Thankfully she was in a setting that was not openly judgmental to her for her tone. Minardo just whistled as if she’d learned something interesting, and Parinita smiled quietly.
“Have you lived here long, Minardo? Did you see that bombing in the war?” Parinita asked.
“No, actually. I’ve only been here for six years.” Minardo said. She looked briefly at them using the rear-view mirror, but kept her eyes mostly on the road ahead, though there were almost no vehicles around. There were a few cars and trucks parked in certain places, and they passed a couple of buses, but they had the blacktop almost all to themselves.
“I was a war orphan in Solstice.” Minardo continued. “My family were killed in the fighting. They were tax bureaucrats for the imperial ministry. I don’t remember what happened there exactly. After the war was over, I grew up in a socialist boarding school. I never had any interest in labor or academics, so I just joined the army. One thing led to another.”
Minardo spoke of these hurtful events again as curiosities. Her tone did not unsettle Madiha, who spoke about similar things similarly, but it did set her into contemplation. She nodded quietly as she thought of her own role in those events. Her heart beat a little faster.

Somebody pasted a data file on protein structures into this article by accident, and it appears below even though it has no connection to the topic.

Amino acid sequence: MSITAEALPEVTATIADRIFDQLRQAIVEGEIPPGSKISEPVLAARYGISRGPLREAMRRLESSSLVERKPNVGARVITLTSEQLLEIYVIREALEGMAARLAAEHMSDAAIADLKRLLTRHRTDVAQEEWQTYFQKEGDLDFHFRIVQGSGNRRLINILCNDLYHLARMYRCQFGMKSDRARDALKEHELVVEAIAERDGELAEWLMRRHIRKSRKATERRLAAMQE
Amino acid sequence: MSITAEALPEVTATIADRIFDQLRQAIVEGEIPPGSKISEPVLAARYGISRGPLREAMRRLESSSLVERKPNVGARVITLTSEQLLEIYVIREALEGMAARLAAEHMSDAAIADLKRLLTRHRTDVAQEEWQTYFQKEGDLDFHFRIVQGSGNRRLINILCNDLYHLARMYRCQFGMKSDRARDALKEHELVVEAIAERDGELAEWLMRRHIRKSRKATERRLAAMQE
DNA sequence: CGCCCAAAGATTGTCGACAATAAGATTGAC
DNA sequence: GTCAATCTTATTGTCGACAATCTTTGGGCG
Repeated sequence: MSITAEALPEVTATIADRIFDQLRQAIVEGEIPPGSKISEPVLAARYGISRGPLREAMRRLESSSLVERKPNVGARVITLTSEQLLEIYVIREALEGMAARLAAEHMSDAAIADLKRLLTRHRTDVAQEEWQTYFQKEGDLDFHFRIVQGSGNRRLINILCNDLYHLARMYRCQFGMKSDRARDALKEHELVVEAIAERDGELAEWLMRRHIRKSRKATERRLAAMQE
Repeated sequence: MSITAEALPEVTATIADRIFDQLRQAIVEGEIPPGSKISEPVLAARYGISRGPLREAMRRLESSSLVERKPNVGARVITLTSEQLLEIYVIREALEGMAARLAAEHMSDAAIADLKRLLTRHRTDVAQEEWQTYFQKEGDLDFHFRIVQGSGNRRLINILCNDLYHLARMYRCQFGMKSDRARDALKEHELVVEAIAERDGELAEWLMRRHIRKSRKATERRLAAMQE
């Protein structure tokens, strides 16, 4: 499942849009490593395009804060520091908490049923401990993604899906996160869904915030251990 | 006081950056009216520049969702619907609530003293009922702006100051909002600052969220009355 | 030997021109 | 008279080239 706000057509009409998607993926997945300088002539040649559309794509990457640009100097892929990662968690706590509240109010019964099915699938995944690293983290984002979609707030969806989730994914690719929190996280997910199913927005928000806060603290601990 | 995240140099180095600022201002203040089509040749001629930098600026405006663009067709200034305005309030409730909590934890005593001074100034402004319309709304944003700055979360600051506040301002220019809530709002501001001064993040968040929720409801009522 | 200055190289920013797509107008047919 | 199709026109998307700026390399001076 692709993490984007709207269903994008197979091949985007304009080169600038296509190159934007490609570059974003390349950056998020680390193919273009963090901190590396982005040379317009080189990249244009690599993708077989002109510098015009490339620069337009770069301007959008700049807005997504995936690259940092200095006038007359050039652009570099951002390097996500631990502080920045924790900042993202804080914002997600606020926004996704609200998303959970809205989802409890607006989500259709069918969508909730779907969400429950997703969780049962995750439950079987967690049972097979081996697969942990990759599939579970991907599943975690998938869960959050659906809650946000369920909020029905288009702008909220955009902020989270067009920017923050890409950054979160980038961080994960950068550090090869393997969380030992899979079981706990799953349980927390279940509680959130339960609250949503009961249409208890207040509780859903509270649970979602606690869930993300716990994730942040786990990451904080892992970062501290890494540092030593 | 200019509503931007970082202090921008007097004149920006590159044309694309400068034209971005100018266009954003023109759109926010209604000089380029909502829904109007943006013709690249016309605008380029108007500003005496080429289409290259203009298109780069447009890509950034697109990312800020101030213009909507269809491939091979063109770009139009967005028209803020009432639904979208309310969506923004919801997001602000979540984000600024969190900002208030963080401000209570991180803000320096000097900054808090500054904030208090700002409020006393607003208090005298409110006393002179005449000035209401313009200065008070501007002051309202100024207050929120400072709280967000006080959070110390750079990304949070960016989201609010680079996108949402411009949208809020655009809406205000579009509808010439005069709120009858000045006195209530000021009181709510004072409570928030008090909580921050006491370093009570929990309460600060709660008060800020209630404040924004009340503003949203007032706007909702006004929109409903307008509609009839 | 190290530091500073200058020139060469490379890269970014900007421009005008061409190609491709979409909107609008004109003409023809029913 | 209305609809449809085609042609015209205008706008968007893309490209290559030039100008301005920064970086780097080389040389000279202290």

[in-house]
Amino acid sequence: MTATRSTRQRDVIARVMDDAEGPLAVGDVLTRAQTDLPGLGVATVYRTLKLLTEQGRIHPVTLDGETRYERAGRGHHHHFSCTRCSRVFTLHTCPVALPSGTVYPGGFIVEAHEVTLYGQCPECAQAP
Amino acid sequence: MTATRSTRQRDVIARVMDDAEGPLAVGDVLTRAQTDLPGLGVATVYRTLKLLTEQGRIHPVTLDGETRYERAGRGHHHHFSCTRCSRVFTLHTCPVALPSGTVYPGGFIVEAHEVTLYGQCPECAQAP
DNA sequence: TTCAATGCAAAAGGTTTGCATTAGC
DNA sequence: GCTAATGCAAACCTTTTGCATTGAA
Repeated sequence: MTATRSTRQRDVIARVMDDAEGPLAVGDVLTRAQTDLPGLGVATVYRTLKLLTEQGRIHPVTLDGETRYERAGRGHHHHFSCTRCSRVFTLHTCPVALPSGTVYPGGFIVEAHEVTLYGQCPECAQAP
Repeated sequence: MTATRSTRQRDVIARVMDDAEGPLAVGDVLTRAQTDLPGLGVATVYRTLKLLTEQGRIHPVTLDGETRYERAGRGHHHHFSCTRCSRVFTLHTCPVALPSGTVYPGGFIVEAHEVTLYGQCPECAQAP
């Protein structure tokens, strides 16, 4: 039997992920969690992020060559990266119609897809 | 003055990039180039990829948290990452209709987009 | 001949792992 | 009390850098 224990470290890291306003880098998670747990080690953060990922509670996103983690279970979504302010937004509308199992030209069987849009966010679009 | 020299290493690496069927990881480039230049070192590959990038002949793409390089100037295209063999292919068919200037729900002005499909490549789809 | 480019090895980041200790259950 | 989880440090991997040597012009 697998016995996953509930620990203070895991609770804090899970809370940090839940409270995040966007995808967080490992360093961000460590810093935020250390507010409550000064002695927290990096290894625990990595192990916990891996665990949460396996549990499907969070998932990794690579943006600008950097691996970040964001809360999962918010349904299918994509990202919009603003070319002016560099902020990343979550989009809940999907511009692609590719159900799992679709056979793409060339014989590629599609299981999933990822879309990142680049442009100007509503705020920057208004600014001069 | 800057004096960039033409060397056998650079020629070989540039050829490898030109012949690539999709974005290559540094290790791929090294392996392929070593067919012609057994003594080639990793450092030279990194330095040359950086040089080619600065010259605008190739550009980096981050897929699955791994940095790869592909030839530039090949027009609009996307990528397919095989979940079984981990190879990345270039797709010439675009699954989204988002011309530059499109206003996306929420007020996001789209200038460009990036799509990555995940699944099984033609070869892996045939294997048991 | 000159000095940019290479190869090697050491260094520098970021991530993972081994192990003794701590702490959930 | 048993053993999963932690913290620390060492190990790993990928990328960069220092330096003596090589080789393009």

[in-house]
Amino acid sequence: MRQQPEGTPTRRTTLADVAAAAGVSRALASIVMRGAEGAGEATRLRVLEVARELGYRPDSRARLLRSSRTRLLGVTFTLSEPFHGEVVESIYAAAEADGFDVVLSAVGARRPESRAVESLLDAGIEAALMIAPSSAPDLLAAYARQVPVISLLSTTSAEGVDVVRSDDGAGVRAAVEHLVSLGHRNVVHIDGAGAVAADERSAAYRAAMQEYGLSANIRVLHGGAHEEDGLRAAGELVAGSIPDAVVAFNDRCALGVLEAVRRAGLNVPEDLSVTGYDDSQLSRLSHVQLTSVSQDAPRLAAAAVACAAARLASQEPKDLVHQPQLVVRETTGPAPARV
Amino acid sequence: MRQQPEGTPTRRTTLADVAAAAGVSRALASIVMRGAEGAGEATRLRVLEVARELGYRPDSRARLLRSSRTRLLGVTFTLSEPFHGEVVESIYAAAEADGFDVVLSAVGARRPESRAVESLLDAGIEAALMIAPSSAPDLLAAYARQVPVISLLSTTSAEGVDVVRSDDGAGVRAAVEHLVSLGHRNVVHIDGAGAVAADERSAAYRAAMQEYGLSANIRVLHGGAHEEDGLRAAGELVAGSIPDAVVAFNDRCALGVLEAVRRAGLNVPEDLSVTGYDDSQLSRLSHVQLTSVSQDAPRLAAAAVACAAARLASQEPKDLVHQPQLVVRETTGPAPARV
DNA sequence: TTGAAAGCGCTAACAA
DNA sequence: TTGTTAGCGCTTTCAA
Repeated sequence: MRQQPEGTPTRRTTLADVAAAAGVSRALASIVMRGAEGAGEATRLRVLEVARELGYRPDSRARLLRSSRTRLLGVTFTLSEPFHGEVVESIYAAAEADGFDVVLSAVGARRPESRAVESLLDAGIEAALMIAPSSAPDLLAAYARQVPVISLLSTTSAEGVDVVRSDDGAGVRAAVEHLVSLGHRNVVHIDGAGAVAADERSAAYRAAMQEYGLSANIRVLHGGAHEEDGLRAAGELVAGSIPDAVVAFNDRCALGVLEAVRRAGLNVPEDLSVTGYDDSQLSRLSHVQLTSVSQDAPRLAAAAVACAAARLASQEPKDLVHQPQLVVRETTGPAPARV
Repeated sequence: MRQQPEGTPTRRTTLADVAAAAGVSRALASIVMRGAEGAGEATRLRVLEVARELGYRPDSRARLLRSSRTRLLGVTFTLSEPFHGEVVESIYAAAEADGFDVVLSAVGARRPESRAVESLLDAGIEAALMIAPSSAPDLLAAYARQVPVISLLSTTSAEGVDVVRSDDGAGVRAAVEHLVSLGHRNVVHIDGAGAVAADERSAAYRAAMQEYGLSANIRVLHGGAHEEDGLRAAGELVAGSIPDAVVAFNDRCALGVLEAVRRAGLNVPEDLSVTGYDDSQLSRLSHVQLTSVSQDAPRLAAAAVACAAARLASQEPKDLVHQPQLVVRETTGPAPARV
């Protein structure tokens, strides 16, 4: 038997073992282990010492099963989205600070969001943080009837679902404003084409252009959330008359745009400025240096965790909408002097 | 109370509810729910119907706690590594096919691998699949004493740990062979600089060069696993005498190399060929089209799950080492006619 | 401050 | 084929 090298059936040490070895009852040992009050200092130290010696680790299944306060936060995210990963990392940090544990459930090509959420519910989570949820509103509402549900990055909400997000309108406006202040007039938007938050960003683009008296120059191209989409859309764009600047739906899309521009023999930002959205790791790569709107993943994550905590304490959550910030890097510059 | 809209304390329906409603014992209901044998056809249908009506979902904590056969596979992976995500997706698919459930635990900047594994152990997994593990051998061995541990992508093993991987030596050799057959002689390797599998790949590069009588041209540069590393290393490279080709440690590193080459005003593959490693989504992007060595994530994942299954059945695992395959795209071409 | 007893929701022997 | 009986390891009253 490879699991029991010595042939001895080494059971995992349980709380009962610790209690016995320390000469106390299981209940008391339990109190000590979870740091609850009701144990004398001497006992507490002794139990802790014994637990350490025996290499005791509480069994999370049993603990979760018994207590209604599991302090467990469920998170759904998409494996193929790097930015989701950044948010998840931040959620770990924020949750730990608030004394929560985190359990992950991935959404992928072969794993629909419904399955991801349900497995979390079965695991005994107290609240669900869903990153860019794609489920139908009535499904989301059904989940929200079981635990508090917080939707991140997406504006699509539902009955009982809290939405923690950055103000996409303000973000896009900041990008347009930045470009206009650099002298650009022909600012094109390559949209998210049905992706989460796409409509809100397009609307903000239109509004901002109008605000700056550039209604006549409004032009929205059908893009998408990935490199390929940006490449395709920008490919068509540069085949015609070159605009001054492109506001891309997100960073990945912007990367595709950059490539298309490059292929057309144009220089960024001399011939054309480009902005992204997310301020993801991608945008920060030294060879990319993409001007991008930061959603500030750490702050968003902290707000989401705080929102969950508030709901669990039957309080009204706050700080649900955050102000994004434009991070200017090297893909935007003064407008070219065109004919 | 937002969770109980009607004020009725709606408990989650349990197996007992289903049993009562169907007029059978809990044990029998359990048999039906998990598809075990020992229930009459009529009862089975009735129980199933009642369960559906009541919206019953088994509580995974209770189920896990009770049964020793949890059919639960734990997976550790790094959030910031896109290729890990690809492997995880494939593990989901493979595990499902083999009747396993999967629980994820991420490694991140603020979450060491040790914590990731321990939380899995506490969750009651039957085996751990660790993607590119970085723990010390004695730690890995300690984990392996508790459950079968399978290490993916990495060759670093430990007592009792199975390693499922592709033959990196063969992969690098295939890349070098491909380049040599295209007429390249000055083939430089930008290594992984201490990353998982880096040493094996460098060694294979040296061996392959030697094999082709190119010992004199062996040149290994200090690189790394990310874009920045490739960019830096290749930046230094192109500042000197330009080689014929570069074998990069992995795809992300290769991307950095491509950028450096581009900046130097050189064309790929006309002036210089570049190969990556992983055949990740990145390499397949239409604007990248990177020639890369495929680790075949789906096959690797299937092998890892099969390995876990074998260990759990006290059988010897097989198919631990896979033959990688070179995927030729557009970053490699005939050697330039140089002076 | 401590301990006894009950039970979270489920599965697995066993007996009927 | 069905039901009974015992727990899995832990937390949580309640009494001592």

Parinita whistled. “My grandmother told me my mom and I were around Solstice when the civil war started, but I honestly don’t remember a thing about it myself. I was too little.”
“Interesting! And of course I know the Colonel was involved as well; our big hero here!”
Minardo smiled at Madiha in the mirror. She sounded perfectly genuine in her cheer.
Others had called her a hero before, and it sent Madiha into depression then. Now it merely set her heart to beating even faster than before, and caused her to turn demure.
She still felt more than a little offput, being called a hero. But she would not object to it.